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L.A. Exile Writers - Essay Example

In addition to being one of the foremost crime novelists of the 20th century, Raymond Chandler is also recognized as one of the greatest writers of Los Angeles. In articulating Los Angeles it’s clear that Chandler assumes a sort of outsider status. Rather than romanticizing the various daily on-goings there is almost a sense of condescension in his tone. For instance, he writes “an evening with the sports page, the blatting of the radio, the whining of their spoiled children and the gabble of their silly wives” (Chandler). It’s clear that rather than romanticizing the movie star nature of Los Angeles, Chandler is attempting to present it in a more gritty light, with a self-conscious flavor. In other instances, Chandler attempts to depict the behind the scenes reality of the city, demonstrating producers that speak of the nature of the movie business in cynical terms. In all its an engaging portrait of the city that eschews romanticized notions of celebrity parties and Hollywood for a grittier and realistic edge. A lot of how Chandler does this is by showing off the people who did not make it into the Hollywood and Los Angeles dream as well as those who did. Although his novel The Little Sister, already quoted above, is about the disappearance of an airline engineer, there are parts of it which deal specifically with some of the studios. In chapter 19, Marlowe goes to a movie production studio and notes that the entrance area has bulletproof glass. He mentions that he “never heard of anybody shooting his way into the picture business,” and a woman behind him laughs and says she wishes that was all it took (Chandler). In this short section, Chandler has deftly managed to point out the paranoia of the rich Hollywood types, as well as showing that for every bullet proof glass protected studio there are many people who do not make it into them. In this way he successfully deflates the image that Los ...Show more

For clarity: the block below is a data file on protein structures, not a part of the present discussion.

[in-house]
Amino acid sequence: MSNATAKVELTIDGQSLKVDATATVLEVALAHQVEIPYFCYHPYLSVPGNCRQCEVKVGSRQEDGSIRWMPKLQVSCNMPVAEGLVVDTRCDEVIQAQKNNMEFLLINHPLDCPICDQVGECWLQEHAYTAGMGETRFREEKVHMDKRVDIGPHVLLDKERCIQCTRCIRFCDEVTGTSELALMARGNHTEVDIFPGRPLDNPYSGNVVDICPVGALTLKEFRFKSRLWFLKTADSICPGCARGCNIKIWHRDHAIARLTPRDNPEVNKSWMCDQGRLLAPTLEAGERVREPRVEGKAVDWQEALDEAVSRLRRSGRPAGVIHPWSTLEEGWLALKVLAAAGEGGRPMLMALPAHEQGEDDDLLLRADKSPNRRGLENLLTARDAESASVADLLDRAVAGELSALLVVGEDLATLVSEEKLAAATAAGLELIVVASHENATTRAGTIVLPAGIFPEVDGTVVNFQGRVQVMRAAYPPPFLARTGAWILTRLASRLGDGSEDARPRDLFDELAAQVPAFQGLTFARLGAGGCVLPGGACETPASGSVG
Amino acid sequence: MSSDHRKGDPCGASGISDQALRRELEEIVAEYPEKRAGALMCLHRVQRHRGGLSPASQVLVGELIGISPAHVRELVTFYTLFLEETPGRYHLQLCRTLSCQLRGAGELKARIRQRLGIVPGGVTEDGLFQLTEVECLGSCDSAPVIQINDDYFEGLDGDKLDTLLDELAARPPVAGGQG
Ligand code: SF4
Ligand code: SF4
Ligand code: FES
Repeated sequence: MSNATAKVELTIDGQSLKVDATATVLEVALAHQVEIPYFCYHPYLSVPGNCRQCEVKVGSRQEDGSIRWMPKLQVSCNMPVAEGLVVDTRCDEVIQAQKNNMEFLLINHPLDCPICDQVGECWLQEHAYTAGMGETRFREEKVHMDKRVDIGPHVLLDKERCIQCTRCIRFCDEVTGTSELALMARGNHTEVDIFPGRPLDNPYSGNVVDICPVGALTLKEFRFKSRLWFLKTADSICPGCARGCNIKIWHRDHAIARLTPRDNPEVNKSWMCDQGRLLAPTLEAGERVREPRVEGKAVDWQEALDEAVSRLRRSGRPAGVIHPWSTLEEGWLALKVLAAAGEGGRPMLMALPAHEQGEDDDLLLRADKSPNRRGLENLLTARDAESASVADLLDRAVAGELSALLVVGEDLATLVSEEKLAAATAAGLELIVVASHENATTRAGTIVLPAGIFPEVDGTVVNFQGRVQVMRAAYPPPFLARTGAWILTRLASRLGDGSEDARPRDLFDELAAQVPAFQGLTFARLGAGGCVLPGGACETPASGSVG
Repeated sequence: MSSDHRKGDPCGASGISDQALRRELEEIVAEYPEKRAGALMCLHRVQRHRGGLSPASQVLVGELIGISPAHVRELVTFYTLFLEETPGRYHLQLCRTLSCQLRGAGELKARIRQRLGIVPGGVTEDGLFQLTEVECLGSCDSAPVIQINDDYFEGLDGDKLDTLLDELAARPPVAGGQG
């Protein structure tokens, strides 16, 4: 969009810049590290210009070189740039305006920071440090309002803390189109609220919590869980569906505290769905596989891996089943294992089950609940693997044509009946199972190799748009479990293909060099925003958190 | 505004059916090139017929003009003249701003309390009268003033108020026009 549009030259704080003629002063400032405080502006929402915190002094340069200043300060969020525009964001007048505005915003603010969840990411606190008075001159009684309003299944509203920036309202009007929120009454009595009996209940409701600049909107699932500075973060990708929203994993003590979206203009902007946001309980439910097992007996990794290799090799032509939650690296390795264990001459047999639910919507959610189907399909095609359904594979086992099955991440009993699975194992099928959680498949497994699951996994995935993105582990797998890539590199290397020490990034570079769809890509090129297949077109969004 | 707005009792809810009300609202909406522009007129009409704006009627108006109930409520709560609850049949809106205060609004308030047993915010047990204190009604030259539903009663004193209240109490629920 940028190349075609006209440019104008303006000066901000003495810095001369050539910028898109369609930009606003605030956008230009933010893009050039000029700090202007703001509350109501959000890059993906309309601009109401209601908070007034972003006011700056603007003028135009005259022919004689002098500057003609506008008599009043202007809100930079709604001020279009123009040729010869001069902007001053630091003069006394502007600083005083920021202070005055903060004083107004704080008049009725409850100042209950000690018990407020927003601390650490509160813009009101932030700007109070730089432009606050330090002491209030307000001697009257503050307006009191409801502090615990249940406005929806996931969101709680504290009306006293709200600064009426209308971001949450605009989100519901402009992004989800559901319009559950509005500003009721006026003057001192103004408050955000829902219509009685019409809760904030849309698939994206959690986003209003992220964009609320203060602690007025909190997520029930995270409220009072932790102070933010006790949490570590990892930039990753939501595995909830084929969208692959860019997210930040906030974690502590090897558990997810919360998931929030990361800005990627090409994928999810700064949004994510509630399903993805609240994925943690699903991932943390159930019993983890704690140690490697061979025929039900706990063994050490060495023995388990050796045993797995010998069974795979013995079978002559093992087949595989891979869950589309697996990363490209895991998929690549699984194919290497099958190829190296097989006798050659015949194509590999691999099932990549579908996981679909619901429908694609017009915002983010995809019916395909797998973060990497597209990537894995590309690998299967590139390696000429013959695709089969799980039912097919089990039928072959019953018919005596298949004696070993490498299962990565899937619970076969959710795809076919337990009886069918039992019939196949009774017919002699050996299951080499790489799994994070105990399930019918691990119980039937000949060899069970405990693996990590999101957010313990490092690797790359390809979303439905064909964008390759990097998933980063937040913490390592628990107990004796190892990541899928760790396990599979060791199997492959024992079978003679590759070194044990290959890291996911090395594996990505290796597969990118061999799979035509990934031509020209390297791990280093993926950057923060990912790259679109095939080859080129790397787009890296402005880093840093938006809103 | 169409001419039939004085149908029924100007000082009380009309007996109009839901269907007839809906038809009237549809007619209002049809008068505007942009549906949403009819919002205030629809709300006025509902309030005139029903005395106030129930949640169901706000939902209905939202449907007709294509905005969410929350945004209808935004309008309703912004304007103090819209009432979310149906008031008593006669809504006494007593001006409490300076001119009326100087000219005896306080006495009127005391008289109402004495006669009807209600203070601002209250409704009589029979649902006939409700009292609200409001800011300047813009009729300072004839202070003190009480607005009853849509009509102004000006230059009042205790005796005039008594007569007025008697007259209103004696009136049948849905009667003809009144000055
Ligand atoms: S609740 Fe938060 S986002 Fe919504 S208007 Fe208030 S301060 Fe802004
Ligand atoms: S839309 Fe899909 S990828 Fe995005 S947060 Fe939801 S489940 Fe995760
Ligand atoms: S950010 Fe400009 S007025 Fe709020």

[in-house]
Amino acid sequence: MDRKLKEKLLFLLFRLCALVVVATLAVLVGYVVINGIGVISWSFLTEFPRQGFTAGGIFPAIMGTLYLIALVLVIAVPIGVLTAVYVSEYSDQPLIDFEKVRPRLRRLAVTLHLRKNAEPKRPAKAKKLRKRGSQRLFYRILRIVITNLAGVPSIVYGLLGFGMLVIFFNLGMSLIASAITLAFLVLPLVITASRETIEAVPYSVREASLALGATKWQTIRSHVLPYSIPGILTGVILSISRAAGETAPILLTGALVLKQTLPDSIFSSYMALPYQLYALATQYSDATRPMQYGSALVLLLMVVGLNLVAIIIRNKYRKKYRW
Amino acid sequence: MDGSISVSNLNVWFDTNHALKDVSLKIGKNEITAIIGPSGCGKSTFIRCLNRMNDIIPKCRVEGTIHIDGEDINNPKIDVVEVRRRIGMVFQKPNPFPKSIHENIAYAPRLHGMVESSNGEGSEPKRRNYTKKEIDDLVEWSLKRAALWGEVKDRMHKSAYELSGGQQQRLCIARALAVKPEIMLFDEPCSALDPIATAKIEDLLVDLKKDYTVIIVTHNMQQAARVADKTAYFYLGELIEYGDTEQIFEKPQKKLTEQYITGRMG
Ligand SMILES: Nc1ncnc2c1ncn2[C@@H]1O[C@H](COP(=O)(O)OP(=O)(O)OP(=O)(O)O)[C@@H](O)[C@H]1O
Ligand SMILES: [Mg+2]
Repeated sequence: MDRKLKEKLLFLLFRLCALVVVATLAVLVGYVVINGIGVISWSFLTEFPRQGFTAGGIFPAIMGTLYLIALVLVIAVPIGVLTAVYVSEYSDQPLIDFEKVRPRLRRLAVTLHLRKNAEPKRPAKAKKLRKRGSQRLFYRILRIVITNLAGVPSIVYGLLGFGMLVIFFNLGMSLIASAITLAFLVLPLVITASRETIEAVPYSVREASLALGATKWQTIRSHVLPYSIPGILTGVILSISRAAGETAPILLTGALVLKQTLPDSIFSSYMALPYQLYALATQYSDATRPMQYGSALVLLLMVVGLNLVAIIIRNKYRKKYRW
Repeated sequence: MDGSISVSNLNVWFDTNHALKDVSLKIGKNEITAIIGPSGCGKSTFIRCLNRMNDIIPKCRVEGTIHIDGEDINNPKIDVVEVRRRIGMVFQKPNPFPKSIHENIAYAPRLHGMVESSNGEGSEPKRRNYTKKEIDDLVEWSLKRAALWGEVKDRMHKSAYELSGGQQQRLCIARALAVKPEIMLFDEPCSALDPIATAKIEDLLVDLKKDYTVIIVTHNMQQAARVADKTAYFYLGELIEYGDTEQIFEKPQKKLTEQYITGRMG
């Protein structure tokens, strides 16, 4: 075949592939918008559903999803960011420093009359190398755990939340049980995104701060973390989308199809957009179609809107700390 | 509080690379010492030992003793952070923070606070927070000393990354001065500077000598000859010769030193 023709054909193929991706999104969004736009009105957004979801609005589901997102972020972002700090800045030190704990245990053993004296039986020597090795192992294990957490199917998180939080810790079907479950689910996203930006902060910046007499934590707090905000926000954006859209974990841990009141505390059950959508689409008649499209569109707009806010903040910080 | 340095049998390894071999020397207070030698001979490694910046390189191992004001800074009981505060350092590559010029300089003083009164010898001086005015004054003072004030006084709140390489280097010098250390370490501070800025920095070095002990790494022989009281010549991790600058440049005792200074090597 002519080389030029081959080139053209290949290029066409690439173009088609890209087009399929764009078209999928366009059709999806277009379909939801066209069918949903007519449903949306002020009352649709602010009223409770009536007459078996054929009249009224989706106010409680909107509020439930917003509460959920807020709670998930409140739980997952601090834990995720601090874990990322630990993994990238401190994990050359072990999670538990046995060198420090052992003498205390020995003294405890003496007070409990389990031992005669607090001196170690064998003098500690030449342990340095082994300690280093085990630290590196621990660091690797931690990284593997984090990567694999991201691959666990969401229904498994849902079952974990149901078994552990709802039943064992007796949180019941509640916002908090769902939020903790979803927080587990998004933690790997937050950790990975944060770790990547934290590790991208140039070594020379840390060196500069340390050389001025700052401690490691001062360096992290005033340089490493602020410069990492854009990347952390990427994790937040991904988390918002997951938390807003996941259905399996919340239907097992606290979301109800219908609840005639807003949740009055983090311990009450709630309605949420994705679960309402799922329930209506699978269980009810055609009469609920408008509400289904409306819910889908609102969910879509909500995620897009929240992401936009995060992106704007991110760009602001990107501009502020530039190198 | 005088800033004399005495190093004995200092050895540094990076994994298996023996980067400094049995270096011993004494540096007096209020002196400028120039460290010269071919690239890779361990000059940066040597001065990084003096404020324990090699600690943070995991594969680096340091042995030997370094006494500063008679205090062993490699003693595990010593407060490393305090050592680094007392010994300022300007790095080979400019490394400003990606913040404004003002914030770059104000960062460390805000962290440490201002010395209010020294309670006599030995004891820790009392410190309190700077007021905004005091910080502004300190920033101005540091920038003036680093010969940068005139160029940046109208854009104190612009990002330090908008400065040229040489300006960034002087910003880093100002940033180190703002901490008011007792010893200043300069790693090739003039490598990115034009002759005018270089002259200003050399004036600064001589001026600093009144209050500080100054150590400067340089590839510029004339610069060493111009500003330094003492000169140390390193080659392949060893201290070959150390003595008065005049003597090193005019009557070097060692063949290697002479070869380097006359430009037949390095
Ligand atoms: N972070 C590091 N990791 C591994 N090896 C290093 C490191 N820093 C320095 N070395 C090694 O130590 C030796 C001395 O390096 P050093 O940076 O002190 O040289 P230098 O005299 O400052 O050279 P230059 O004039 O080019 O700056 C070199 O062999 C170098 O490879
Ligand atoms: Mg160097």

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Summary

Writer Carey Williams articulates Los Angeles, California in a number of unique ways. William’s perspective considers the nature of Los Angeles as a city of outsiders. Quoting Garet Garrett, she writes, “you have to begin with the singular fact that in a population of a million and a quarter, every other person you see has been there less than five years”…
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